Impact of the Oregon Health Plan on Children with Special Health Care Needs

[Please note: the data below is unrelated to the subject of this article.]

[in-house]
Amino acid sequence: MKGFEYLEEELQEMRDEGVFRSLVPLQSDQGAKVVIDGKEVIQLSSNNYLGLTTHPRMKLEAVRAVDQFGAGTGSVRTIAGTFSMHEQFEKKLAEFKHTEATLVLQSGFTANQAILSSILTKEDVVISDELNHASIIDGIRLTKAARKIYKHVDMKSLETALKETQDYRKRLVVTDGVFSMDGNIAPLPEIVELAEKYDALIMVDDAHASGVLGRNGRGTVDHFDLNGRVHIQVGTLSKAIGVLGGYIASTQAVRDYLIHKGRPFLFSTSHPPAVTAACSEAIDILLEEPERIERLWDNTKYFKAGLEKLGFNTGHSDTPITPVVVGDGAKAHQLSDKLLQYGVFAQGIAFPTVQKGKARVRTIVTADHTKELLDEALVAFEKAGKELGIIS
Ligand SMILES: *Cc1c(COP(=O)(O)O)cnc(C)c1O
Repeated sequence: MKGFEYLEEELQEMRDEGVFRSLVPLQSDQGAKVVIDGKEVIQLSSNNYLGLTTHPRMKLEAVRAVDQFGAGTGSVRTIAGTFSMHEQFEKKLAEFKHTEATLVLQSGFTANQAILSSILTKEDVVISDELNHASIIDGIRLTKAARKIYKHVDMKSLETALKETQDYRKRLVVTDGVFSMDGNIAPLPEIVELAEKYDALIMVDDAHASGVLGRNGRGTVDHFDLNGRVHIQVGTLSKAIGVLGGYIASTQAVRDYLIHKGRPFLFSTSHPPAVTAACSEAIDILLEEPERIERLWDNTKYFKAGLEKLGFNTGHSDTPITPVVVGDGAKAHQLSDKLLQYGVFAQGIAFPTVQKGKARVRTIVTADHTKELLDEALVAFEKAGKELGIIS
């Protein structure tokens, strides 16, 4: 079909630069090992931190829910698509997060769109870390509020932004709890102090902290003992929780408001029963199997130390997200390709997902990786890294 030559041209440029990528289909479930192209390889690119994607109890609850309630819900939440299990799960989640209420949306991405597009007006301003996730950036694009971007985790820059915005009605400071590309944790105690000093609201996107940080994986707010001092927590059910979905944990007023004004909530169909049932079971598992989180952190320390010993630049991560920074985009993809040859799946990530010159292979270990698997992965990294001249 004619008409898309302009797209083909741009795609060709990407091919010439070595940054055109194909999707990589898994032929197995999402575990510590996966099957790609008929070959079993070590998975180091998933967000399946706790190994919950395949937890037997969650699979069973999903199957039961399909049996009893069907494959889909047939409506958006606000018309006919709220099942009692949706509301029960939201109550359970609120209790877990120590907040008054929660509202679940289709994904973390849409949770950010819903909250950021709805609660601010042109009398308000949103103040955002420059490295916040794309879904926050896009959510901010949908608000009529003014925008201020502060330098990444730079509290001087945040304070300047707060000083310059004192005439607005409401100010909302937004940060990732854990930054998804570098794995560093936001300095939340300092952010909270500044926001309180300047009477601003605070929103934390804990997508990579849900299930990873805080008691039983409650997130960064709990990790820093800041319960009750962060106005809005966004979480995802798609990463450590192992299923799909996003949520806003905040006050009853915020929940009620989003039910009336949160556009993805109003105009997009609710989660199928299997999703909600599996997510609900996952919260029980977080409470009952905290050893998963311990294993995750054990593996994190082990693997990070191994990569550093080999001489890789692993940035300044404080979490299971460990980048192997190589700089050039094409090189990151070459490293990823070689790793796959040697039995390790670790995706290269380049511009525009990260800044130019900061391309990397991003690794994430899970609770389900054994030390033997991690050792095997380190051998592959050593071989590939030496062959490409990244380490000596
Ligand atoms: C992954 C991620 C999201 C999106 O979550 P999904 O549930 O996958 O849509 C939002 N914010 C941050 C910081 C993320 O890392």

OBJECTIVE: Although an increasing number of Medicaid children are enrolled in Medicaid managed care plans, little is known about how children with special health care needs fare under such programs. Of particular concern is the ability of such children to navigate a managed care system and gain access to specialty and other services. This study compares the managed care experiences of children with and without special care needs in the Oregon Health Plan. METHODOLOGY: Telephone surveys were conducted with a sample of parents of children enrolled in the Oregon Health Plan. Three groups of children were sampled: Supplemental Security Income (SSI) children with disabilities, children with asthma, and children without special health care needs. Descriptive and multivariate analyses were conducted to determine the impact of Medicaid managed care on access and satisfaction. RESULTS: Children with disabilities in managed care plans did not experience any more difficulty accessing needed specialty care than did those without special health care needs. Children with asthma, however, reported higher levels of unmet need. There were no differences in access between children with disabilities enrolled in managed care and those children with disabilities remaining in fee-for-service. CONCLUSIONS: Unlike SSI children with disabilities, children who were not SSI-eligible but had asthma seemed to have difficulty obtaining some services. These children were not eligible for the same consumer protections afforded SSI children by Oregon. If states want to enroll all children with special health care needs into managed care programs, they must develop mechanisms for identifying such children and ensuring that they receive medically necessary services.